- Smart Kids Who Hate To Write – Diane Craft – Dysgraphia
I then gave her the option of doing her writing assignments on our iPad, which she eagerly welcomed. If you saw her work today, you likely would not believe me that we battled a few years ago. This little girl is in the process of writing a novel that will have at least 20,000 words.
Bring on the JOY!
If you have a battle going on in your homeschool, take a close look to see if there are any learning problems. Talk to someone who has experience in learning disabilities and listen to their wisdom.
Along with learning challenges, giftedness is an area to explore when the battles ensue. I have several students on my list who are gifted in certain areas – many of whom have learning disabilities as well. It can be so hard to navigate such an asynchronous homeschool!
My son is considered gifted in logic and reason. No wonder we were having so many ‘discussions’ about him completing his work! Having a gifted, strong-willed child will cause problems if not addressed properly.
I had to find ways of challenging my son’s giftedness. And, believe me, this is not an easy task! I let him skip a level of math because his grade level was frustrating him. This decision was made after I tried having him just complete the quizzes of the previous grade level, which is another good option…unless they are scoring 100%!
The fighting stopped. The joy returned. He completes his math happily.
I have made various other changes to his programs and I have used his incredible sense of humor to demonstrate his understanding of what he is learning. For example, he was reading “Treasure Island” but not enjoying the comprehension questions.
In his spare time While he was supposed to be answering questions, he started doodling instead. The photo on the right shows his sketch of the Jolly Roger. Do you get it? The Jolly Roger is the pirate flag of skull and crossbones…this pirate is named “Jolly Roger” and he is jolly…perhaps because of the rum (BTW – my son did not know what rum was until he read this book;)). This pirate is flying from the ship’s mast. I decided to use his wit to my benefit…if he can demonstrate his understanding to me using his wit, so be it.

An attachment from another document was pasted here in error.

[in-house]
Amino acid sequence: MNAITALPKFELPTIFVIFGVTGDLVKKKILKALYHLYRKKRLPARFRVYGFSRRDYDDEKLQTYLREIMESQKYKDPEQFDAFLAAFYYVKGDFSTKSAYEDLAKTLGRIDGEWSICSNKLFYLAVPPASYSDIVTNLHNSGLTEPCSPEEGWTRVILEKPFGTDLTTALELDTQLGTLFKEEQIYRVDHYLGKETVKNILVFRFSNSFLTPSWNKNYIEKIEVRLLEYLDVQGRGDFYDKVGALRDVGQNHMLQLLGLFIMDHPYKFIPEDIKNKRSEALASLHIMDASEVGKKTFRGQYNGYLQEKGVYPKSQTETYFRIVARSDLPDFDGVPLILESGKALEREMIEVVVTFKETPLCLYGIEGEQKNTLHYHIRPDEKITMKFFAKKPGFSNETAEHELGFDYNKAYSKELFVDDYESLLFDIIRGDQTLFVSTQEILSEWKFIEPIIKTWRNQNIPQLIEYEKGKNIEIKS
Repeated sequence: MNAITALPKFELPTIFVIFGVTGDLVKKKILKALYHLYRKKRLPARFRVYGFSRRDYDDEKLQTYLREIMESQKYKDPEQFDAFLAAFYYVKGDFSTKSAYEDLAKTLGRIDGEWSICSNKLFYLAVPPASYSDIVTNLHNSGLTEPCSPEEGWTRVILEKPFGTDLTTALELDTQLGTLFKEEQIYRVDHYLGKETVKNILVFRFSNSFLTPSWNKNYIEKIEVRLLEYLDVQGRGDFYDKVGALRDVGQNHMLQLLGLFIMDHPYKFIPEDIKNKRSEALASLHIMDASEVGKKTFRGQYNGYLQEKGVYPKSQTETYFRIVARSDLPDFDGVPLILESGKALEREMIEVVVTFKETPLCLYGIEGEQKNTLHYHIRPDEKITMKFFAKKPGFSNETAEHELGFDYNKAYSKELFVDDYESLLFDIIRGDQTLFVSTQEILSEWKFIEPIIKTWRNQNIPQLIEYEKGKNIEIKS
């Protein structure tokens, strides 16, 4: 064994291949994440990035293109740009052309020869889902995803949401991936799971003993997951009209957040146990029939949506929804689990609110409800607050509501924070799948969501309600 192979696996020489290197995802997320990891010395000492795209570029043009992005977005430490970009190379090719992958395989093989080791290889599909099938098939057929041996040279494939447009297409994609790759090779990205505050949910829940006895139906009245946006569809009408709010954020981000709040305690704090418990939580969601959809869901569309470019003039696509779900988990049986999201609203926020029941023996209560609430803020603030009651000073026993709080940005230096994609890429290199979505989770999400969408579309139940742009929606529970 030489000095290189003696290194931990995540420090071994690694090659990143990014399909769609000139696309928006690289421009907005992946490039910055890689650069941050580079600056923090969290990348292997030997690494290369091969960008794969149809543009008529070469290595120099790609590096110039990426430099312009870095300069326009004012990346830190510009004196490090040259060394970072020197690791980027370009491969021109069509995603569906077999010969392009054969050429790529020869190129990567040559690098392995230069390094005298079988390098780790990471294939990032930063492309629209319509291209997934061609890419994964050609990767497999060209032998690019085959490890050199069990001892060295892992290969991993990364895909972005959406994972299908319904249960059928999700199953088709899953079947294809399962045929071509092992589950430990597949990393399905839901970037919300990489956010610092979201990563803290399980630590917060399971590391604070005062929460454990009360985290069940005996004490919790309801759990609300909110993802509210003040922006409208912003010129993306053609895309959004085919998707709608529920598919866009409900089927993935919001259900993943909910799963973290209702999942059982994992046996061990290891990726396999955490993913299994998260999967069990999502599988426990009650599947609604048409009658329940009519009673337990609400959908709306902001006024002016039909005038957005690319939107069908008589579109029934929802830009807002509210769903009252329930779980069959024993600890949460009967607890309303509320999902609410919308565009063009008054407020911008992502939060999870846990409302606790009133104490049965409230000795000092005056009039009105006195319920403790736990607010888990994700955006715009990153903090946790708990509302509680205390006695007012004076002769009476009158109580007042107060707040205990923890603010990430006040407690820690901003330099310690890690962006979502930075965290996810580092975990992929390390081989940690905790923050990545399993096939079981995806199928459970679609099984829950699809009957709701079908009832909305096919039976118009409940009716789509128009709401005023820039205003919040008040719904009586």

My daughter is more asynchronistic – she has a writing learning disability – and yet she is gifted in writing – something we may not have discovered if we hadn’t given her tools to deal with her struggles in the first place.
We make changes according to her abilities. This means we got rid of most workbooks that are redundant and used her writing to work on grammar, punctuation, etc. We started with what she already knows and worked on the parts of writing she was ready to develop.
Bring on the JOY!
When you are struggling to get your kids to do their work, take these two possibilities into consideration. We must seek God’s wisdom in how to teach and raise our children. Ask Him for insight into any problems you may be having – He is faithful to answer.
I will follow up with part two next month with a couple of more thoughts.
What are some of your biggest struggles with homeschooling? What has made you consider giving up?